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dc.contributor.advisorWitte, James
dc.contributor.advisorWitte, Maria
dc.contributor.advisorDiramio, David
dc.contributor.advisorWang, Chih-hsuan
dc.contributor.authorTeel, Jane
dc.date.accessioned2011-07-18T13:52:13Z
dc.date.available2011-07-18T13:52:13Z
dc.date.issued2011-07-18
dc.identifier.urihttp://hdl.handle.net/10415/2671
dc.description.abstractIdentification of learning styles is a major consideration in classroom instruction. With the identification of students’ learning styles comes the potential to increase academic achievement through the focus on how students learn best. The focus of this study is cognitive learning style. Cognitive style includes the way one encodes/decodes, processes, stores, or retrieves information. In addition to learning styles, student communication through nonverbal immediacy behaviors is significant in the classroom setting. According to Cole (2000) generally nonverbal immediacy behaviors are derived at the subconscious level. If a relationship exists between cognitive learning styles and nonverbal immediacy behaviors, then the observable nonverbal immediacy behaviors could serve as a means of learning style identification. This study examined the relationship between undergraduate students’ nonverbal immediacy behaviors as measured by the Nonverbal Immediacy Scale-Self Report and cognitive learning style preferences - Concrete Sequential (CS), Abstract Sequential (AS), Abstract Random (AR), and Concrete Random (CR) - as measured by the Gregorc Style Delineator (GSD). The study was guided by the following research questions: (1) What is the relationship between gender and nonverbal immediacy and cognitive learning styles?; (2) What is the relationship between age and nonverbal immediacy and cognitive learning styles?; (3) What is the relationship between major/college and nonverbal immediacy and cognitive learning styles?; and (4) What is the relationship between participant’s level of nonverbal immediacy and their cognitive learning style preference? The data were analyzed using a multiple regression with stepwise procedure. Results from the analysis indicated a significant relationship between the NIS-S scores and AS. The interaction of NIS-S scores and age was a predictor of CS, AR, and CR. Gender predicted AS and AR at a statistically significant level. College was a predictor for CS. A significant relationship was found between AR and CR and the interaction between NIS-S scores and college. The findings of this study indicate that as teachers observe the level of students’ nonverbal immediacy in the classroom, nonverbal immediacy behaviors can aid in the identification of cognitive learning style. The inclusion of immediacy instruction in teacher education programs is recommended. Implications for future research are included.en_US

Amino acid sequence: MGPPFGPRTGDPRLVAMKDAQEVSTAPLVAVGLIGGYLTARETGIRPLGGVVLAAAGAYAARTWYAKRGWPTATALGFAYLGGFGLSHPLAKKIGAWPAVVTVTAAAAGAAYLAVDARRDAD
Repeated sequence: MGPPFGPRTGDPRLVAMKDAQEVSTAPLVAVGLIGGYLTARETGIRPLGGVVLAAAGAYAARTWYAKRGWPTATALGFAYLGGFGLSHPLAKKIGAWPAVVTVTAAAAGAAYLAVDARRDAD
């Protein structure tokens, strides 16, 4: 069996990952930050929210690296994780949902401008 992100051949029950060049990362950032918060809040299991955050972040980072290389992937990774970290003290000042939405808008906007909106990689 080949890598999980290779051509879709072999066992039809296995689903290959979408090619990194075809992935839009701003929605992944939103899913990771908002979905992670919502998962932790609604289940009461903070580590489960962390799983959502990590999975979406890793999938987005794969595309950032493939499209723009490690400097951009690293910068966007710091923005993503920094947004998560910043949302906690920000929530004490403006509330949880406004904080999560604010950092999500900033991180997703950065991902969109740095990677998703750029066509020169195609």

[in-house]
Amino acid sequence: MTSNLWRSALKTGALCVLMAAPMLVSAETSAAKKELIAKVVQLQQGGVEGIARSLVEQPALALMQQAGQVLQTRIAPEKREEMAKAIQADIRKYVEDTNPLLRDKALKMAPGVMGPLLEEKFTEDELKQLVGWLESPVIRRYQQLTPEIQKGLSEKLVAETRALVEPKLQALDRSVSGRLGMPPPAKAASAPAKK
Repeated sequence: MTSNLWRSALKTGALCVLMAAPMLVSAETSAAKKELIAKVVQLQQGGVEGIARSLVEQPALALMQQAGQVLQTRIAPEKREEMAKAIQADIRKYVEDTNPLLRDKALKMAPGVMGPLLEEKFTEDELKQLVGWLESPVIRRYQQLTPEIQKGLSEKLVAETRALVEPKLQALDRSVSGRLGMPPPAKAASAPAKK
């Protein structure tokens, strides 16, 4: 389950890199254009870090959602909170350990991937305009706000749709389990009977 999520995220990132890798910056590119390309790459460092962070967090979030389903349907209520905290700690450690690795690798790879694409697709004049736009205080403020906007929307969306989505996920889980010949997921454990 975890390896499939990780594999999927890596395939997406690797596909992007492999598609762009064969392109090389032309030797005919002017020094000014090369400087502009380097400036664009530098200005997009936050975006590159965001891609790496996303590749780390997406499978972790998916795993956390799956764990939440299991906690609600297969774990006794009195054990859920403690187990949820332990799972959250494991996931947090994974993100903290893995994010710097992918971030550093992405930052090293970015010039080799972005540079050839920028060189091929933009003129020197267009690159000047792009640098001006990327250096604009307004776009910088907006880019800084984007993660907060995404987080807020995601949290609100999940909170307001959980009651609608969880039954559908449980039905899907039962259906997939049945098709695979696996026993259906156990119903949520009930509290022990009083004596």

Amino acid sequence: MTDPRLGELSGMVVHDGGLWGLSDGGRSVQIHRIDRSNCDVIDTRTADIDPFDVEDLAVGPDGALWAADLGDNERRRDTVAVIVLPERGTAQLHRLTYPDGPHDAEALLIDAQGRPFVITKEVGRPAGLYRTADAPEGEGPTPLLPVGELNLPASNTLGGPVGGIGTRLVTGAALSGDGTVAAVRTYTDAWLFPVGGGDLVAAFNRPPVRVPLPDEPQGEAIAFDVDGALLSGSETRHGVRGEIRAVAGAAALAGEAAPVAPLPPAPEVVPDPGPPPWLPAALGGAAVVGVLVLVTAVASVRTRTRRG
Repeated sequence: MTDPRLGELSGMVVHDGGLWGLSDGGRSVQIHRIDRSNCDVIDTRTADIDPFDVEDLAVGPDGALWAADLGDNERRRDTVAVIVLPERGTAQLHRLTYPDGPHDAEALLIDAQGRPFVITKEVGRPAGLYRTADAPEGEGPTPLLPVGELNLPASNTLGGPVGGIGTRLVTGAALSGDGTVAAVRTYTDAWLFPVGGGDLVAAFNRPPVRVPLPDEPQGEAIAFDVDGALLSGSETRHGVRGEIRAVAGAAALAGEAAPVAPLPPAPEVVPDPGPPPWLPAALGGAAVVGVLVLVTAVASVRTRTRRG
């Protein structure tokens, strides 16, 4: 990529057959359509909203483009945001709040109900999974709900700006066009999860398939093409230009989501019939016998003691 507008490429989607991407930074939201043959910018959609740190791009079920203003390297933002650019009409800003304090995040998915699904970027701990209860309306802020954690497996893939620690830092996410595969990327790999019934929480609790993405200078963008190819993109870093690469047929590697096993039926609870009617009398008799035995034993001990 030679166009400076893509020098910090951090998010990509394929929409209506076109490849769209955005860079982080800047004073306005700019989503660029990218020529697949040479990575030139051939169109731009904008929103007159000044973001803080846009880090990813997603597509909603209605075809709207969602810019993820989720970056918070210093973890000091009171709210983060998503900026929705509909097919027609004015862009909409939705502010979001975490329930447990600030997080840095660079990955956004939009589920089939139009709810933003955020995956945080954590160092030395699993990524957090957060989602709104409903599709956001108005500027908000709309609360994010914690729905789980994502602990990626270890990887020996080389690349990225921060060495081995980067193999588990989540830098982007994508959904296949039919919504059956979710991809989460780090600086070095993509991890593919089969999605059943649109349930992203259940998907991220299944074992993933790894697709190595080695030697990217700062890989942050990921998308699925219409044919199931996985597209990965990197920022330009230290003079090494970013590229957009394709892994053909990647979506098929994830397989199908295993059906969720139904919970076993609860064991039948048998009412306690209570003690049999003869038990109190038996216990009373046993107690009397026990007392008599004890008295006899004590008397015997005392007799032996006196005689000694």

dc.rightsEMBARGO_NOT_AUBURNen_US
dc.subjectEducation Foundation, Leadership, and Technologyen_US
dc.titleAn Examination of the Relationship between Cognitive Learning Style Preference and Nonverbal Immediacy Behaviors in Undergraduate Studentsen_US
dc.typedissertationen_US
dc.embargo.lengthNO_RESTRICTIONen_US
dc.embargo.statusNOT_EMBARGOEDen_US


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